Following the victory of Benyamin Netanyahu as the new leader of the Likud, the question remains as how Netanyahu will cope with the policies of his major party rival: Israel’s Foreign Minister Silvan Shalom.
FM Shalom has nurtured a policy that is based on the unilateral creation of a PLO state, following the initiative of Prime Minister Ariel Sharon.
Under the direction of FM Shalom, the Israel Foreign Ministry has formed an unprecedented working task force to pioneer a Palestinian state.
Meanwhile, while Gideon Meir, the deputy bureau chief of “hasbara” for the Silvan Shalom’s foreign ministry, has been declaring that Israel’s settlement policies in Judea and Samaria are “illegal”, taking the position of the nations that attack Israel for the intrinsic decision to allow Jews to settle in “occupied territory”.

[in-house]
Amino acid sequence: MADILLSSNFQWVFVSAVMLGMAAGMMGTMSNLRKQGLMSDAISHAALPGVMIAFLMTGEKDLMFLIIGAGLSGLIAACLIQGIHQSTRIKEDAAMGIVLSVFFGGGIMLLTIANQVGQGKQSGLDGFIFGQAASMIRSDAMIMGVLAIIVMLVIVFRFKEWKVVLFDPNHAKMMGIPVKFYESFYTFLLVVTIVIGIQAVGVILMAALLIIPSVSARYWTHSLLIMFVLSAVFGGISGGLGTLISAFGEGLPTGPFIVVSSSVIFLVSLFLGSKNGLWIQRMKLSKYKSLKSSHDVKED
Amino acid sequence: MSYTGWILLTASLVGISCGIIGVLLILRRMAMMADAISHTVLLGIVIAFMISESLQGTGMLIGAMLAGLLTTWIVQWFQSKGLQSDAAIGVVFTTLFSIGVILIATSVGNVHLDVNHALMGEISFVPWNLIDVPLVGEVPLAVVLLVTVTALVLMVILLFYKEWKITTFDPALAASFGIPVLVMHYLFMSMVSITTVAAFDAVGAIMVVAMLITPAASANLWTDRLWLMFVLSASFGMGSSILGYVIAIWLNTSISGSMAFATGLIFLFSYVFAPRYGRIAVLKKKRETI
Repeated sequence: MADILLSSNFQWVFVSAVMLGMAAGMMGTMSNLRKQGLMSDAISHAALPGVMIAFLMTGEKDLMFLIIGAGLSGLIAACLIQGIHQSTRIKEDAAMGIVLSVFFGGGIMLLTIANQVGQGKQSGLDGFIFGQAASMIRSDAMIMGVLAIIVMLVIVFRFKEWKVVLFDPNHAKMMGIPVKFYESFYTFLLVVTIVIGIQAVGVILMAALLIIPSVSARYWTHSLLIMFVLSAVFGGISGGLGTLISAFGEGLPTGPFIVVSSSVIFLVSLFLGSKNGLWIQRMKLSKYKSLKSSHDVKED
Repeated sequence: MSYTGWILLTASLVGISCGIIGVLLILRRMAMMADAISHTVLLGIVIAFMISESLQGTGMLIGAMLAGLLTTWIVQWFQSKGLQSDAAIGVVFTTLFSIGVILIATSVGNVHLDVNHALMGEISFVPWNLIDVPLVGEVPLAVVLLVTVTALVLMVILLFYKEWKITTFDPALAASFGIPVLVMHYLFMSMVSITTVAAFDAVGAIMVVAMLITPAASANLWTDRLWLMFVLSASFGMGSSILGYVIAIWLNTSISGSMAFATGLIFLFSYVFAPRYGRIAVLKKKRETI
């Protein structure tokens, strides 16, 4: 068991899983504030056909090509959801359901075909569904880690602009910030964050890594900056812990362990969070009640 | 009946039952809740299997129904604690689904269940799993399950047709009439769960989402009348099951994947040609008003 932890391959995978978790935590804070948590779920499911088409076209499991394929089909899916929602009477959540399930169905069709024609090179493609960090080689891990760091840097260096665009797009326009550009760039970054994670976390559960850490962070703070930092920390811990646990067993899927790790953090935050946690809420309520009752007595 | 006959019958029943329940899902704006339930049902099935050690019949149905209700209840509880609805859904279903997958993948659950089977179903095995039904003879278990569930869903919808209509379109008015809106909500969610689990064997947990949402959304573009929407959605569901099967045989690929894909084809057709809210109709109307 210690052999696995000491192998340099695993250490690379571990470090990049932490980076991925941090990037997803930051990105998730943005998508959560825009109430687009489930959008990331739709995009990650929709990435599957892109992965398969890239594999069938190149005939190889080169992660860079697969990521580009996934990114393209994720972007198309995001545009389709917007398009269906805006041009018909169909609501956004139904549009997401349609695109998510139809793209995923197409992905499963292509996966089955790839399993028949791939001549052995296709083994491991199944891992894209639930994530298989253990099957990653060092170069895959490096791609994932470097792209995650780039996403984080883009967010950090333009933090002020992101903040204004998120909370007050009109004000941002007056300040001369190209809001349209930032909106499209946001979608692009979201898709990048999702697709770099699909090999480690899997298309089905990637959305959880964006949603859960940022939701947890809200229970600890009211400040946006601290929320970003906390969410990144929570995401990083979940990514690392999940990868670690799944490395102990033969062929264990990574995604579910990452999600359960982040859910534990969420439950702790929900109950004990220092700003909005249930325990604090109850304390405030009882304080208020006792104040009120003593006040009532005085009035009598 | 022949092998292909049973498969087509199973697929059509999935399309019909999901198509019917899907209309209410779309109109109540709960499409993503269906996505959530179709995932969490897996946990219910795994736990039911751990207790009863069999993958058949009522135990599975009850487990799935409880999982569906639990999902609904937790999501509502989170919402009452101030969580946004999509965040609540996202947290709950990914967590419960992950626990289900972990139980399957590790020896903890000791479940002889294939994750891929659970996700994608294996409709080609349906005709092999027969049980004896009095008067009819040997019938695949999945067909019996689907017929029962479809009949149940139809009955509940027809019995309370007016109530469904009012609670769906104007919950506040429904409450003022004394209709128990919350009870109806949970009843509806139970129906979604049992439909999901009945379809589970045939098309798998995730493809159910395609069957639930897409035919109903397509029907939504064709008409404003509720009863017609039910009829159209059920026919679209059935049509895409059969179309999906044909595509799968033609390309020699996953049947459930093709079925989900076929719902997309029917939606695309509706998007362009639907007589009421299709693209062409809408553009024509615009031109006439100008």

Last May, when Gideon Meir was challenged at a Bar Ilan University seminar by Bar Ilan University professor Mordecai Kedar to hear another opinion about the legality of Israeli Jewish settlement beyond the 1967 lines, he would not hear of it.
FM Sylvan Shalom has ignored numerous letters that question the appropriateness of Meir’s statements in this regard, which indicates that Meir’s policy statement is the position taken by Shalom.
The question remains as to what Netanyahu will say and do about a foreign policy that stands diametrically opposed to the policies for which Netanyahu stands.
In other words, the quality of Benyamin Netanyahu’s leadership will be tested in the days to come.
Will he stand on principle against the positions taken by Israeli Foreign Minister Shalom or embrace Shalom’s policies?
Moreover, since the Yesha Council and MK Uzi Landau played a crucial role in Netanyahu’s decisive election victory, what will the Council say now about Netanyahu embracing the Shalom/Meir foreign policy which paves the way for further unilateral Israeli withdrawals in Judea and Samaria.
Time will tell.